Minecraft Gamers Can Now Play for Bitcoin
Creators Mojang revealed last November that Minecraft had outsold Tetris and become the bestselling game of all time. So, it is hardly surprising that as blockchain and cryptocurrencies become part of game worlds and developments, you can now play Minecraft for bitcoin.
A whopping 176 million units of the Minecraft game have been sold. And actually, as per CCN, the cryptocurrency bitcoin, and the ability to earn it, was already being built into Minecraft servers as early as 2015.
For example, PlayMC was a popular Minecraft server where gamers could earn satoshis, a denomination of Bitcoin, by completing in-game tasks. It may be that the satoshi rewards became untenable when bitcoin’s price and transaction fees rose. At bitcoin’s price peak, transaction fees, the fees for buying or spending with bitcoin rose to $65 per transaction.
As per Bitcoinist, bitcoin transaction fees are currently at $0.25-$0.30 per transaction. However, if Bitcoin’s price or use increases rapidly, like in 2017, these transaction fees could rise again. For those not too familiar with cryptocurrencies it’s worth noting that transaction fees and structures vary from coin to coin. And, cryptocurrency developers, including bitcoin developers, are working on ways to provide better structures and lower fees. By doing this, cryptocurrencies will see wider consumer utilisation.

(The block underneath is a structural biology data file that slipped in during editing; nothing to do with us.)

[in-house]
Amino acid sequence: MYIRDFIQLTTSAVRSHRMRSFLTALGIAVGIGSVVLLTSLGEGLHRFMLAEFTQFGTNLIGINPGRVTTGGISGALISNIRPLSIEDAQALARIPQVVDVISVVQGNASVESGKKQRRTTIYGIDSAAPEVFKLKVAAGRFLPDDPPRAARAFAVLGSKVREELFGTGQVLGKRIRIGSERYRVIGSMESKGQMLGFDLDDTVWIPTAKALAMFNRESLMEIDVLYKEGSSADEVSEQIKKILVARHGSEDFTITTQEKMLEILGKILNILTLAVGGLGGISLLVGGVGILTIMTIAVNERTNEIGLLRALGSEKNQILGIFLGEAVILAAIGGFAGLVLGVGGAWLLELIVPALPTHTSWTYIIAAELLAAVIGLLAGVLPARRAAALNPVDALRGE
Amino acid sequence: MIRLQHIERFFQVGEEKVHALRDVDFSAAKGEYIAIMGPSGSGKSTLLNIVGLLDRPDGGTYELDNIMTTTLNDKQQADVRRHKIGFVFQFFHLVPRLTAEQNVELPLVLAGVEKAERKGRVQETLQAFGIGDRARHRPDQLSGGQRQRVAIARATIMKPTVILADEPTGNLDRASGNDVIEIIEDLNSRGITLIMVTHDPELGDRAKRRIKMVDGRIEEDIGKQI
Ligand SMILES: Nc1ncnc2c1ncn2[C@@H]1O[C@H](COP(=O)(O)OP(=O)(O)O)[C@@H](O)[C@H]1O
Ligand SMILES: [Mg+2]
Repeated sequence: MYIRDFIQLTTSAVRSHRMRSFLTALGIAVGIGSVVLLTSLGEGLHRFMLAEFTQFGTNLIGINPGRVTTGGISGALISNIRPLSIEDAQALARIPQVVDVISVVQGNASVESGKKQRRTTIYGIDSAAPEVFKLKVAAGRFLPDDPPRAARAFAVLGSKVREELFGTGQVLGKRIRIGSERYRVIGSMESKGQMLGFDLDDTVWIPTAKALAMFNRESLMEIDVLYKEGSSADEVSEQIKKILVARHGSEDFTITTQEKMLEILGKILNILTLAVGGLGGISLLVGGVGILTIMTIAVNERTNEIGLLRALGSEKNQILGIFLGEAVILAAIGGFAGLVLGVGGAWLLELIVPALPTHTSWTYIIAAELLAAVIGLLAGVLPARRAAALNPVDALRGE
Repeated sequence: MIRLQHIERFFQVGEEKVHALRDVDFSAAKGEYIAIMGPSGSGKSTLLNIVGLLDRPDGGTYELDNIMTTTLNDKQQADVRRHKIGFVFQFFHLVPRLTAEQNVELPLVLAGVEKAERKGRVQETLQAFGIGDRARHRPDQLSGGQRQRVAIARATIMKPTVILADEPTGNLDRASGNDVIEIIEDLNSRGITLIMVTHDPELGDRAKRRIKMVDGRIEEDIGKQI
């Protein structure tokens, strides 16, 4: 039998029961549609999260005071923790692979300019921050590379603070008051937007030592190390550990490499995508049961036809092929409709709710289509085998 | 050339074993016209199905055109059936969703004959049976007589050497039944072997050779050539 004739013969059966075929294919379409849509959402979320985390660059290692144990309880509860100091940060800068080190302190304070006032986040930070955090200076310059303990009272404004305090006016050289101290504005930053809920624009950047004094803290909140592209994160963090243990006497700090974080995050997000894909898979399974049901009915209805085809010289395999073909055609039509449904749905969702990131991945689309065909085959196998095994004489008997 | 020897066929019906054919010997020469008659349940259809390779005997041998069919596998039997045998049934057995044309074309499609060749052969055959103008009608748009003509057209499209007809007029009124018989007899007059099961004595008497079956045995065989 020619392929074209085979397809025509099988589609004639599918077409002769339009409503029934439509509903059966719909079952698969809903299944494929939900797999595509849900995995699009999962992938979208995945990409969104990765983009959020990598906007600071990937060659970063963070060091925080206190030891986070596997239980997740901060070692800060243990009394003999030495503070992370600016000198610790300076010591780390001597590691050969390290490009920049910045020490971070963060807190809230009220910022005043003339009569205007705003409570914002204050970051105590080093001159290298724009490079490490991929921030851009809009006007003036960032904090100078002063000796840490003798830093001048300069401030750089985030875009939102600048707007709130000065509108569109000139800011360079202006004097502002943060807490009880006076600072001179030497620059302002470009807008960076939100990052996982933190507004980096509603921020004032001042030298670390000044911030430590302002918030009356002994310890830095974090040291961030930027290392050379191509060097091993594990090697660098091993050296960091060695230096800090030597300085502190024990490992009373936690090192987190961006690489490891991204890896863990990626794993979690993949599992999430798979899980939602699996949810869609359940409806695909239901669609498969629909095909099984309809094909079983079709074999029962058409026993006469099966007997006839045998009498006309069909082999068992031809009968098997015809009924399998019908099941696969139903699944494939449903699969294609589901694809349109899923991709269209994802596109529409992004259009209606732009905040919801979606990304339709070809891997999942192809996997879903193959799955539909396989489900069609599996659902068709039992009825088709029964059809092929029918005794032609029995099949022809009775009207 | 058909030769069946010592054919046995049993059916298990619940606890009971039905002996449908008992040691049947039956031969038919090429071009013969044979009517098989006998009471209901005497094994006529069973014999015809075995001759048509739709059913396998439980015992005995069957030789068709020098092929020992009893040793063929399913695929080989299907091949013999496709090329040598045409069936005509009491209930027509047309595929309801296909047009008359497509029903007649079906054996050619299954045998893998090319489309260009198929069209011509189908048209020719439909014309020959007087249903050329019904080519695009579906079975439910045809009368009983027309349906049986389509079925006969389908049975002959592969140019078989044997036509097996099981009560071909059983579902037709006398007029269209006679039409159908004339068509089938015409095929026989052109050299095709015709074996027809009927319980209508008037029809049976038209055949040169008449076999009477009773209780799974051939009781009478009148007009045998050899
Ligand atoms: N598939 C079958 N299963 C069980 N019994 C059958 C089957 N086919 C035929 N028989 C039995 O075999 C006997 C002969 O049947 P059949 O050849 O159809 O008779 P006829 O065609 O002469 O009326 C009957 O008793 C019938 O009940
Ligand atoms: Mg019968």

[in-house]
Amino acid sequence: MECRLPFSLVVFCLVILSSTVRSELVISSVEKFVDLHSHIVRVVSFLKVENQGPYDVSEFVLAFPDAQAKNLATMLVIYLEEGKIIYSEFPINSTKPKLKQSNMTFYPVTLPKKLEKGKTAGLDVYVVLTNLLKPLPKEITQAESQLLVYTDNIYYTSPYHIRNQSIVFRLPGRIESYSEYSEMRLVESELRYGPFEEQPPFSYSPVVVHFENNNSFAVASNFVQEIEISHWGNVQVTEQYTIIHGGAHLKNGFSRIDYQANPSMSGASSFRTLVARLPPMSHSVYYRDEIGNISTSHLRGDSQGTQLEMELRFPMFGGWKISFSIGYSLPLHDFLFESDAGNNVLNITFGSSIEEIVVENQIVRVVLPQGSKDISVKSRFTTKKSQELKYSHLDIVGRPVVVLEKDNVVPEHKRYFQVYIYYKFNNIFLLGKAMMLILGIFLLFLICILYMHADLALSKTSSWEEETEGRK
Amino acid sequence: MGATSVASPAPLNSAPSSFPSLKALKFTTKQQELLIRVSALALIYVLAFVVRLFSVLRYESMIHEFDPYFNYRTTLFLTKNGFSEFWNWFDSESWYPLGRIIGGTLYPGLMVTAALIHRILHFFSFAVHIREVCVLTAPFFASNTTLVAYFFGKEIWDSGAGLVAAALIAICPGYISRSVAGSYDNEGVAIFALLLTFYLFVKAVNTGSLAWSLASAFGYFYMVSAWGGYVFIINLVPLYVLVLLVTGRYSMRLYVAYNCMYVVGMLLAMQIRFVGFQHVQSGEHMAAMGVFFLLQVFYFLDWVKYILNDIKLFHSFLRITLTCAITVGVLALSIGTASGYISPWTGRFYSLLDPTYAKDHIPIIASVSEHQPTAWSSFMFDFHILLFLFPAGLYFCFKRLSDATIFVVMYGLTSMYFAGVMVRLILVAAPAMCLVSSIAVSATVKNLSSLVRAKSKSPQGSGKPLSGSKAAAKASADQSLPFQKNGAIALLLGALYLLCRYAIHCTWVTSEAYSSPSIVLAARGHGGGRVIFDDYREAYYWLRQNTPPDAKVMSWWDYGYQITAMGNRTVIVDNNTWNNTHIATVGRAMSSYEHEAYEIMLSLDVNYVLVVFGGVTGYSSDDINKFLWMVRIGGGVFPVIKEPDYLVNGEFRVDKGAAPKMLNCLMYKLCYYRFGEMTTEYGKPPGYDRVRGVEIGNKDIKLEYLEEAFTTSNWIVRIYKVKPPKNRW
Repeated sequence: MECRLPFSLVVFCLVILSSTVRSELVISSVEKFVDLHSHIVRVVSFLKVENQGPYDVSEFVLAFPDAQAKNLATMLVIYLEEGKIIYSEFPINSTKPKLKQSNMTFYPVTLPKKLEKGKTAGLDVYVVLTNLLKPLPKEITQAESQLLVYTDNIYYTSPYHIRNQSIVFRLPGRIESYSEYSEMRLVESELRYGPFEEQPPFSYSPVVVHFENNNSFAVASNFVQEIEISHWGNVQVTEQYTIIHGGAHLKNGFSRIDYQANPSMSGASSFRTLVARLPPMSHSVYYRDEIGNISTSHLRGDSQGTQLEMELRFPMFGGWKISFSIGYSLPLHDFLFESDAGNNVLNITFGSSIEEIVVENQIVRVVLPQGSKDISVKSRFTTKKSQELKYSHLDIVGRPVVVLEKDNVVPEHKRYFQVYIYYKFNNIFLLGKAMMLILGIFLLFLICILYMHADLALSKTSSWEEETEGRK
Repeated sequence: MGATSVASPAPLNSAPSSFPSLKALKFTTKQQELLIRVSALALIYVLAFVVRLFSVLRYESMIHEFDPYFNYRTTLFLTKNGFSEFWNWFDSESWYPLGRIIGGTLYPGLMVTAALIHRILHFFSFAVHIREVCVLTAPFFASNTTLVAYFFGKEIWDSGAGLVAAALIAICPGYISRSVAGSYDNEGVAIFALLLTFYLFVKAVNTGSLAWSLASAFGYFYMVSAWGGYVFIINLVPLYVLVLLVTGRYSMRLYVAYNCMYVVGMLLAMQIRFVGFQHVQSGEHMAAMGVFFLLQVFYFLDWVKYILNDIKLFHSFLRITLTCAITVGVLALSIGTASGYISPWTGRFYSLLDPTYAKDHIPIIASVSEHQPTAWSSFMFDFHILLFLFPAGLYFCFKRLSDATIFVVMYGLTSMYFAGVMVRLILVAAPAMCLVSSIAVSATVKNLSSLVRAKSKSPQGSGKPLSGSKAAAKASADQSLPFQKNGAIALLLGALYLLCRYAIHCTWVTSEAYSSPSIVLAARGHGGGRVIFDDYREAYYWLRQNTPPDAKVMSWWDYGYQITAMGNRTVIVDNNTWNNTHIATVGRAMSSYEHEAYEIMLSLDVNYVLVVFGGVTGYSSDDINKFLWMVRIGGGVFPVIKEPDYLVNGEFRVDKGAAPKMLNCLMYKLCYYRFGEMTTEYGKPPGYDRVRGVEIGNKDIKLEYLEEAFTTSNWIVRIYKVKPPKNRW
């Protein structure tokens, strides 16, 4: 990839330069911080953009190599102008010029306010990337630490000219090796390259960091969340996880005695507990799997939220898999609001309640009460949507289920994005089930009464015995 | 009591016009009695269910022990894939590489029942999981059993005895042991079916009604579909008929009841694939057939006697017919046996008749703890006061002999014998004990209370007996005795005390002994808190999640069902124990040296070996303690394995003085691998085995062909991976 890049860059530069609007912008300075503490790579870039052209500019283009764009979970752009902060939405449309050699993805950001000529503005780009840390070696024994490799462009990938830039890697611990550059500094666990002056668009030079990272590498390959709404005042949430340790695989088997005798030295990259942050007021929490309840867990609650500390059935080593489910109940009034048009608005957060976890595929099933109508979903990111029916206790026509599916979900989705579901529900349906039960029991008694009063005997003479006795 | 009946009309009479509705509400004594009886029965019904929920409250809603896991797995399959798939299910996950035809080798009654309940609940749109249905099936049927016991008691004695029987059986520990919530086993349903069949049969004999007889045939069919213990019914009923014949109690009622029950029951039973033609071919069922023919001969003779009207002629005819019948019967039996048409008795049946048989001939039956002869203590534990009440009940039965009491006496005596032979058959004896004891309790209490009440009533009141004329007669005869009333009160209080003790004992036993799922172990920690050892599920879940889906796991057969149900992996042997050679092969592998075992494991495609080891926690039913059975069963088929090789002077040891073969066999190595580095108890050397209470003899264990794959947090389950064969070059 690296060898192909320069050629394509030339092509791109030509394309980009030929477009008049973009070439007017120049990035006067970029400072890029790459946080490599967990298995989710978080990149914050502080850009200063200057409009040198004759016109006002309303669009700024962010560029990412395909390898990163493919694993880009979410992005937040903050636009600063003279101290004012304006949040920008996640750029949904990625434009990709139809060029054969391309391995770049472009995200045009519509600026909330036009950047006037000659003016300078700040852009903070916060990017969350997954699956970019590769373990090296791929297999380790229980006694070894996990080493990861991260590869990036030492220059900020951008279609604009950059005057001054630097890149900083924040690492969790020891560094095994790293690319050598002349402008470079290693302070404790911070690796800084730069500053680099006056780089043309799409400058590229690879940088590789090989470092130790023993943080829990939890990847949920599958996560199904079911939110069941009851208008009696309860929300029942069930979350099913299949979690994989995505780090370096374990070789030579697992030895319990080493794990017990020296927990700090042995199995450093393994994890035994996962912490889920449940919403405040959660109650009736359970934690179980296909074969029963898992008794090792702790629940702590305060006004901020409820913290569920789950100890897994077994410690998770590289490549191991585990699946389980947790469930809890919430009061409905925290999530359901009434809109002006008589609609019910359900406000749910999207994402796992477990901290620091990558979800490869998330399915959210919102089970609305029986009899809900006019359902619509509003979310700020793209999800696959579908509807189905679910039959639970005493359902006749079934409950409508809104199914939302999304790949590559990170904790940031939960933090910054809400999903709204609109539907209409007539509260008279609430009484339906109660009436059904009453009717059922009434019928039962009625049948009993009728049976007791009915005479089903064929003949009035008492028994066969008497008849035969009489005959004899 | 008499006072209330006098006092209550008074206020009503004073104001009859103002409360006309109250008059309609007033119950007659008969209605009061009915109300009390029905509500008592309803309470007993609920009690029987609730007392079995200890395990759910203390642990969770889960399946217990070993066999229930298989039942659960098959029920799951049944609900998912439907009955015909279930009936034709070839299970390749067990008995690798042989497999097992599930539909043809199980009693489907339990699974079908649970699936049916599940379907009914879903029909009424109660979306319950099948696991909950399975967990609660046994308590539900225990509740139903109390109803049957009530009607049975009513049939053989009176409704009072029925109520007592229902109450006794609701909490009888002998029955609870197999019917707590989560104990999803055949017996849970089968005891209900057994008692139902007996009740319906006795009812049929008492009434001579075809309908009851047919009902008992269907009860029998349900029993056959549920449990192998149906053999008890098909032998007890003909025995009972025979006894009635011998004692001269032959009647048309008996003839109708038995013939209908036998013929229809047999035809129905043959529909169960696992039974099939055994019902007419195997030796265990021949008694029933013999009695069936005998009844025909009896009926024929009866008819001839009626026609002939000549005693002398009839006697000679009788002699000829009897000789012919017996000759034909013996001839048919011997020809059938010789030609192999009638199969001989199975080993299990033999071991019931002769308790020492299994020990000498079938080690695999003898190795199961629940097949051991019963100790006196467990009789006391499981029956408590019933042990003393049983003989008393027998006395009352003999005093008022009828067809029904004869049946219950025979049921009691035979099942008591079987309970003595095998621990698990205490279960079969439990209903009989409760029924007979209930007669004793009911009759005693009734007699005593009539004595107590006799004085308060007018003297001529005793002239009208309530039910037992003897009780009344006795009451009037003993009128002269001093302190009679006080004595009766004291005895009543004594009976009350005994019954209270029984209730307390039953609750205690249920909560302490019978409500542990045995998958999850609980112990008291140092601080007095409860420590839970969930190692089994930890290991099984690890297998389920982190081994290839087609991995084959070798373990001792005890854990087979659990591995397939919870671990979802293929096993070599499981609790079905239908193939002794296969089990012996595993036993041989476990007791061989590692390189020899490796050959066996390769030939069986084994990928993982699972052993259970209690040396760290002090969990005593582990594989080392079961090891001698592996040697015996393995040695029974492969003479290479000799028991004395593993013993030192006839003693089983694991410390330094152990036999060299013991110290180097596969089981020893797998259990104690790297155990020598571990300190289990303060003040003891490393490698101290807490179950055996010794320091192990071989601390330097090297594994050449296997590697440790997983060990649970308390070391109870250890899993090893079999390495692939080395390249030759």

Others have tried to incorporate cryptocurrency use or reward into Minecraft servers, but as yet none of the projects have really gained traction.
SatoshiQuest Minecraft Server: A Minecraft treasure hunt for bitcoin
It now appears another developer is taking a shot at creating a Minecraft server where bitcoin can be “earned.” The new SatoshiQuest Minecraft server has just been launched. It’s a treasure hunt where players pay $1 for Minecraft lives to play. The “entry” fees, or most of them, go into a bitcoin prize fund which forms the treasure. Minecraft players can then explore the domain searching for the bitcoin. Players have their own game cryptocurrency wallet which is linked to their Minecraft ID and where they can store their bitcoin.
Players are able to purchase multiple “lives” at once, so this also saves on transaction fees. Players must deposit Bitcoin into their game wallet or deposit address to buy lives which are charged at the equivalent of $1 each in Bitcoin.
Of the $1 per play 10% goes to the developer and 90% to the treasure fund. When a player discovers and claims the treasure, they receive 50% of it, up to a maximum of $200, with the remainder going into the next rounds prize fund. When treasure is found and claimed, other players lose a life.
Like many blockchain and cryptocurrency developments, the coding and software behind SatoshiQuest is open source and published on GitHub. The developer appears to be independent. With bitcoin transaction fees low it’s a good a time as any to release such a server.
SatoshiQuest is another example of how cryptocurrency can disrupt gaming. Game publishers, some of them the most successful in the world like Ubisoft, are investigating blockchain and cryptocurrencies for tokenization and to create in-game economies. These developments will see more players being able to “earn” cryptocurrencies or hold or trade tokenized game accessories with real world value.